Yesterday I was wearing an outfit very similar to what this model has on. This image is lifted from a web site called Design Darling, and while I was not wearing a Ralph Lauren sweater with Tieks as she is, it was pretty darn close.
My coloring is such that I can get away with wearing pink and sometimes do.
At a social gathering yesterday, I ran into a trans man friend of mine. He grinned at me, and said, “My, aren’t you pretty in pink!”
He was wearing a blue flannel man’s shirt with khaki pants that I suspect were from L.L. Bean, men’s brown shoes, and a navy-blue windbreaker. I pointed out that he was decked out in blue, and said, “Aren’t we a couple of stereotypes!”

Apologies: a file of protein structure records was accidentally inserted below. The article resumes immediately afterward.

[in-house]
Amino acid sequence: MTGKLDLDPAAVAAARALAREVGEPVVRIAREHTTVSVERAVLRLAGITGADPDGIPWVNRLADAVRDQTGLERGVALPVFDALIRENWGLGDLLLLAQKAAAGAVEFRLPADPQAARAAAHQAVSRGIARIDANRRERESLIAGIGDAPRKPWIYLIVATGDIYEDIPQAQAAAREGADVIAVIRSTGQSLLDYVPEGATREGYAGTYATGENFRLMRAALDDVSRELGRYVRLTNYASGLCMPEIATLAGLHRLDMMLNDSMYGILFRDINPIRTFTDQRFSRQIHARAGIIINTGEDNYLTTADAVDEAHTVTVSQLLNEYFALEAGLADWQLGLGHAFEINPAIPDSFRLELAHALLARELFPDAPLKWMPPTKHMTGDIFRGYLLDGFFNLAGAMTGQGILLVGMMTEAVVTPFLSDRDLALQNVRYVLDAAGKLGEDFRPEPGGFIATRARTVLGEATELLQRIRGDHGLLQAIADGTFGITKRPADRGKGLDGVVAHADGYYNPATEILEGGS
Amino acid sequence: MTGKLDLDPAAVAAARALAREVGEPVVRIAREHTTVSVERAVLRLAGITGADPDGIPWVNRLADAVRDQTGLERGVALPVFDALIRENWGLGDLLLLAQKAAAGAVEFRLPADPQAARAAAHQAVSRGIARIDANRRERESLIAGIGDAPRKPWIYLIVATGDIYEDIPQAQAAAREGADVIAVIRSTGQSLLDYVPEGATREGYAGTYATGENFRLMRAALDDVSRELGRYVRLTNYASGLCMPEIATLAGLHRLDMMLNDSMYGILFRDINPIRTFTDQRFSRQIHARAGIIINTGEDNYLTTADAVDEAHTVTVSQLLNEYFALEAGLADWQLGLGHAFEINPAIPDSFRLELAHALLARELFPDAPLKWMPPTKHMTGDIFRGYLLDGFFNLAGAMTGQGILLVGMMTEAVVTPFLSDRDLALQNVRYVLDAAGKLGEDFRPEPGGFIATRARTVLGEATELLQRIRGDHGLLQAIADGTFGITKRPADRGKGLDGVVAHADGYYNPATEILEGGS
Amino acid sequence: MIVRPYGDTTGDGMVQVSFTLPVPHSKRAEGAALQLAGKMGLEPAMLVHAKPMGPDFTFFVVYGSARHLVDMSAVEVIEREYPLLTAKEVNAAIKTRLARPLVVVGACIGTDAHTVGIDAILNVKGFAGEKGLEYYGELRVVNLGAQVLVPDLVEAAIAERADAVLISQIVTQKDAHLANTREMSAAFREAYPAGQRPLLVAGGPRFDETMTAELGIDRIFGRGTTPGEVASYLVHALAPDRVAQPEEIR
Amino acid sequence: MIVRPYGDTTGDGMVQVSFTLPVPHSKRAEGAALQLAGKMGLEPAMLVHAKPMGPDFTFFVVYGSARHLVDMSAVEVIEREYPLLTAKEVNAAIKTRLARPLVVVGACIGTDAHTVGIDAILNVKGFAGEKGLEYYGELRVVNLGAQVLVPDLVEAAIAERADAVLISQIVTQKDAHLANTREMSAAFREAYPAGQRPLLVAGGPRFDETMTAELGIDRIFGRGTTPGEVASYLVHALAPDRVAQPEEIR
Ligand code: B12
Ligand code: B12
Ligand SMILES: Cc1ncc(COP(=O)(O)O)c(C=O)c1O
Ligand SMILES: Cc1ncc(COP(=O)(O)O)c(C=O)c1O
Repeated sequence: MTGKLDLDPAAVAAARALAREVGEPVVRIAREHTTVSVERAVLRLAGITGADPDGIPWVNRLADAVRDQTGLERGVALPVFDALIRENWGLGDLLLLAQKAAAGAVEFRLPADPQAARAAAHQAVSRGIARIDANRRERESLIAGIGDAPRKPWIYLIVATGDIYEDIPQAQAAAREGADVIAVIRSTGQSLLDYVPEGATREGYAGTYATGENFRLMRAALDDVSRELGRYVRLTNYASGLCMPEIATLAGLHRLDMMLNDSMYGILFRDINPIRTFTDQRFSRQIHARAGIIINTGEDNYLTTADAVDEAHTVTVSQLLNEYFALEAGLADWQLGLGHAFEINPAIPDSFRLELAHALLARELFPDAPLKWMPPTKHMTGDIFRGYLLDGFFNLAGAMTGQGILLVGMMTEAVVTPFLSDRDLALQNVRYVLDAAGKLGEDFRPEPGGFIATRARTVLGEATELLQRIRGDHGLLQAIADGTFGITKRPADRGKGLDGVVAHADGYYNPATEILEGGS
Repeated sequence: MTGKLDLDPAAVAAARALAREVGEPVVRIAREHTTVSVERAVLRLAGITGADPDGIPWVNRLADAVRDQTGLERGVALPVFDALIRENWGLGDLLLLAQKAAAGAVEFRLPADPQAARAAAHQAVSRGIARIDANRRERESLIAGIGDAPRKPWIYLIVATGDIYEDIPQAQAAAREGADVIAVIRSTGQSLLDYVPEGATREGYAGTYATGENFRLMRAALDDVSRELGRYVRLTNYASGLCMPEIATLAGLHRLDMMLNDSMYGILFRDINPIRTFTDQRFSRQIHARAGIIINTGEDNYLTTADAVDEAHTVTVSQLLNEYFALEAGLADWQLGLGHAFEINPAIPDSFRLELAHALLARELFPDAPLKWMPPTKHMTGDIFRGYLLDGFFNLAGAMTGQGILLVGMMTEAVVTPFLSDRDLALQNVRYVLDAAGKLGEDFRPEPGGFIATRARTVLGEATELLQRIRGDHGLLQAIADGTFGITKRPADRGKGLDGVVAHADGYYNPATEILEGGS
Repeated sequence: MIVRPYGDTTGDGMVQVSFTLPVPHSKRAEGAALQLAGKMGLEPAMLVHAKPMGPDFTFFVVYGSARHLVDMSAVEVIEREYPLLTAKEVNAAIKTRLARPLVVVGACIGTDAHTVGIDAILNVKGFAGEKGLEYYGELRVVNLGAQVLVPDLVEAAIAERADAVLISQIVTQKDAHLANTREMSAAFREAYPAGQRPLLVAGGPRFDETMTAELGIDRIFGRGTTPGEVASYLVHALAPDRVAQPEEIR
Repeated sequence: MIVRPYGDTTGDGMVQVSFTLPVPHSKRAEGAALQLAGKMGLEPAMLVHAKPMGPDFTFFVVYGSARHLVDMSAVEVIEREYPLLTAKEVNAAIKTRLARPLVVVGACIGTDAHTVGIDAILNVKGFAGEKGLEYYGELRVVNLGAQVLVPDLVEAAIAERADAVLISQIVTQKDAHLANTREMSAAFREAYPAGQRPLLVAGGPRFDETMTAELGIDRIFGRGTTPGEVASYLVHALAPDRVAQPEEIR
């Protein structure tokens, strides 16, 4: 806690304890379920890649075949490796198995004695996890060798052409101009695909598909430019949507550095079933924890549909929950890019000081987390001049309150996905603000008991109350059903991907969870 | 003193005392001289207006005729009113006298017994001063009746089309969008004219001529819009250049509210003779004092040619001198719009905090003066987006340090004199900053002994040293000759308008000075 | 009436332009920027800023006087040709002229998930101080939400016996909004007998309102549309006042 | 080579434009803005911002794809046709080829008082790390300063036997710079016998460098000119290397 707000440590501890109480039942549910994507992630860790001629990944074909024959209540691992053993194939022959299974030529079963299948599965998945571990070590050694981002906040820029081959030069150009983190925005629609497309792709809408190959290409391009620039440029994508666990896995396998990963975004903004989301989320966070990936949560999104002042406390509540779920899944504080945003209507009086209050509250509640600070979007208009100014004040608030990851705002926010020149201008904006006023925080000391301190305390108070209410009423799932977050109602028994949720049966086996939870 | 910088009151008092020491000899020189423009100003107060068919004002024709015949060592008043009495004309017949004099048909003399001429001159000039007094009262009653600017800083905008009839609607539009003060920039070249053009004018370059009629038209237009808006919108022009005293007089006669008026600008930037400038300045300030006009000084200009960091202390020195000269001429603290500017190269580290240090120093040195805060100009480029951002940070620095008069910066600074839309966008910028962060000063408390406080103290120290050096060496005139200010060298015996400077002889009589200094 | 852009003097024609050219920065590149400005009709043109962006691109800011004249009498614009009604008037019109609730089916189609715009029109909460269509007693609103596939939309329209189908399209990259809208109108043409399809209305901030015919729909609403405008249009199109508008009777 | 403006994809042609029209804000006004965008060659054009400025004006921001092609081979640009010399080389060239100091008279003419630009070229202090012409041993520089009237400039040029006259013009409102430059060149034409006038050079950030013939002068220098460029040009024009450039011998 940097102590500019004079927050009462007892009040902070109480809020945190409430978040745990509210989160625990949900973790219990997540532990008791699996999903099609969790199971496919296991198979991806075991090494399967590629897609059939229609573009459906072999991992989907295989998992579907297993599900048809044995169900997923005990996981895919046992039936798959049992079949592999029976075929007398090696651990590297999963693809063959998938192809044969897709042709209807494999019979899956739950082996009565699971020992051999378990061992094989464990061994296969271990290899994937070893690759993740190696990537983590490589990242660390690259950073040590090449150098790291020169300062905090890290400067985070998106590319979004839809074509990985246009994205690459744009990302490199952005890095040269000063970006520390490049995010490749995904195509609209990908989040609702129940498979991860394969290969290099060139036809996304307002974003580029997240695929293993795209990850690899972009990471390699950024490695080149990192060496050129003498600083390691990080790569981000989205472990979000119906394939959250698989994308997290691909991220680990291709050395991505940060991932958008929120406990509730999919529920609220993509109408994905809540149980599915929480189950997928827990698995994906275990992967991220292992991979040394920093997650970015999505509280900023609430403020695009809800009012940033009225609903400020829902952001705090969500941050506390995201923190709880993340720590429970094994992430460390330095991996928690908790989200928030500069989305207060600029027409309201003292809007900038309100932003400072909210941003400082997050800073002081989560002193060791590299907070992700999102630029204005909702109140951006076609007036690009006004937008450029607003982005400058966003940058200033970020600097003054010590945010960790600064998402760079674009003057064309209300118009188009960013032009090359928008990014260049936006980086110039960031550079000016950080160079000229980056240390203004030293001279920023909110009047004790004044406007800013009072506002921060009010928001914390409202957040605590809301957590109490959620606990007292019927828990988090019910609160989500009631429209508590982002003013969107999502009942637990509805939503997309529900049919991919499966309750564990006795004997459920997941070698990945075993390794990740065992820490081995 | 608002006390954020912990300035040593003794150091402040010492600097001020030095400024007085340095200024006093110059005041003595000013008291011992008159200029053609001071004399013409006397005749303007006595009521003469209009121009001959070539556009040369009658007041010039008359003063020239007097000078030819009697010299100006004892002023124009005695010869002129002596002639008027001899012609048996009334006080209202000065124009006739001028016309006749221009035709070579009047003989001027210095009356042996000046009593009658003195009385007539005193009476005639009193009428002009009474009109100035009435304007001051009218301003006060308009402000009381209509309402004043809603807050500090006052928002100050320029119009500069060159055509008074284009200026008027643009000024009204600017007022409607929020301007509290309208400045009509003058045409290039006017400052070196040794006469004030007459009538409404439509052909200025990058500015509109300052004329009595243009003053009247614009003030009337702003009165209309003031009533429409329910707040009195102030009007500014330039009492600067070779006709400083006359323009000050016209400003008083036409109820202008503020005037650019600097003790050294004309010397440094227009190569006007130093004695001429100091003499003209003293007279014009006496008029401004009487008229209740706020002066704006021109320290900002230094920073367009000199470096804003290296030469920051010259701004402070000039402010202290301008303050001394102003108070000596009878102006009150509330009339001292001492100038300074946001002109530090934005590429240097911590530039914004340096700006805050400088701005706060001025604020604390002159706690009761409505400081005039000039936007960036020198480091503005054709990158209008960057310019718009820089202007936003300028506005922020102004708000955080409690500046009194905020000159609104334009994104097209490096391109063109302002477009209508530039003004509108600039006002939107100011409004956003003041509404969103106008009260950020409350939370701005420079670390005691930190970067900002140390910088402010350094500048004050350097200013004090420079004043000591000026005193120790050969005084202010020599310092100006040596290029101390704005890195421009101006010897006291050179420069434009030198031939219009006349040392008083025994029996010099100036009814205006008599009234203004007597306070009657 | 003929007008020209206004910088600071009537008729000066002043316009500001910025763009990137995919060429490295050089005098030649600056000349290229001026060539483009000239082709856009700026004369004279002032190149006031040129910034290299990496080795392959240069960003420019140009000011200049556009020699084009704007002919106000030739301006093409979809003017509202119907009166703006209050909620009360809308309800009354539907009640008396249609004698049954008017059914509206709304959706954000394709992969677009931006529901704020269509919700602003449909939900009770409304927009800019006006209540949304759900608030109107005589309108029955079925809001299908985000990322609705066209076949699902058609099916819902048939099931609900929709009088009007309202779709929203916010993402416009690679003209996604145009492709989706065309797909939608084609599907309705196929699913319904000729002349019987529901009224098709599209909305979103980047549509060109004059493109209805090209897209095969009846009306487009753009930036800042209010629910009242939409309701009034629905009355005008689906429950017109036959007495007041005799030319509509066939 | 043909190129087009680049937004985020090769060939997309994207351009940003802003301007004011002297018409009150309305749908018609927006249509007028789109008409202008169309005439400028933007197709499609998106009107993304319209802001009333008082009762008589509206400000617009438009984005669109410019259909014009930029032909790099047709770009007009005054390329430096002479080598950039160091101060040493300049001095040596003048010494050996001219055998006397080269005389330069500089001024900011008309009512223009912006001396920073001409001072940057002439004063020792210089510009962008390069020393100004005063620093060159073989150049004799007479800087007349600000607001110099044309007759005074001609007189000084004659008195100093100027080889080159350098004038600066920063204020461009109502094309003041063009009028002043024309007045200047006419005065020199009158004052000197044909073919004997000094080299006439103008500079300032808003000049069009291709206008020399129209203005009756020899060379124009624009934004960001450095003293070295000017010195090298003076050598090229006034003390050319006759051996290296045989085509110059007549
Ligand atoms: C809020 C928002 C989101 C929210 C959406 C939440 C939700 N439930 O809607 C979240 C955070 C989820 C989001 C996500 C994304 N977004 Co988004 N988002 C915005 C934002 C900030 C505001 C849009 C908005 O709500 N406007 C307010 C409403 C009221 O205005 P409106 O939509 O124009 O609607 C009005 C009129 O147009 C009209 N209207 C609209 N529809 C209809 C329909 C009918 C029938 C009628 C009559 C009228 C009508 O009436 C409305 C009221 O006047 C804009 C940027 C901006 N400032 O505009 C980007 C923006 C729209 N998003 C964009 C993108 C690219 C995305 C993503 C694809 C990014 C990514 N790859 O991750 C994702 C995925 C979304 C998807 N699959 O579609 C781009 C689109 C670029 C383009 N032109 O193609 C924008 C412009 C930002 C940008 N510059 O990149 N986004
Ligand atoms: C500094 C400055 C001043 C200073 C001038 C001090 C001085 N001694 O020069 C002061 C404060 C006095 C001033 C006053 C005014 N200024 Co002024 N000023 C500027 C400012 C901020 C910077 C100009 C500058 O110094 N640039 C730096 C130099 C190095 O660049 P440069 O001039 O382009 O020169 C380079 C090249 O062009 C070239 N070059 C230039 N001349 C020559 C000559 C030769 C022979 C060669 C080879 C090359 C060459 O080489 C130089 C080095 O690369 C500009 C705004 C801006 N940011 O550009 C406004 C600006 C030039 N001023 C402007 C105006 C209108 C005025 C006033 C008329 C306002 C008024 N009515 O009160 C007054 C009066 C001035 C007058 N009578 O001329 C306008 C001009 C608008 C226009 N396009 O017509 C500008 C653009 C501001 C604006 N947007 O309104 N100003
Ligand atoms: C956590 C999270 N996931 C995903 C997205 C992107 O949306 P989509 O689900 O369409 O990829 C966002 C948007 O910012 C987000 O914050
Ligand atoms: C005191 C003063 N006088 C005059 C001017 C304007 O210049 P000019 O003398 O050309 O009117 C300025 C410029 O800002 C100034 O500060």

We had a good laugh at ourselves.
We binary transgender people probably adhere more closely than cisgender folks do to traditional rules of gender expression such as the blue vs. pink distinction because, first of all–and most importantly–it feels incredibly good and ever so affirming to finally be able to express through your clothing who you have always been on the inside!
Secondly, clothing is a set of social signals that tells others about who we are and gives them a clue about how we want to be treated.
These days I almost always get read as a cisgender female with all the perks and problems that come with that status. In addition to that, my clothing, I hope, tells others that I have good taste and that within the limits of my budget select for well-made and attractive clothing.
I am a lady. Please treat me as one.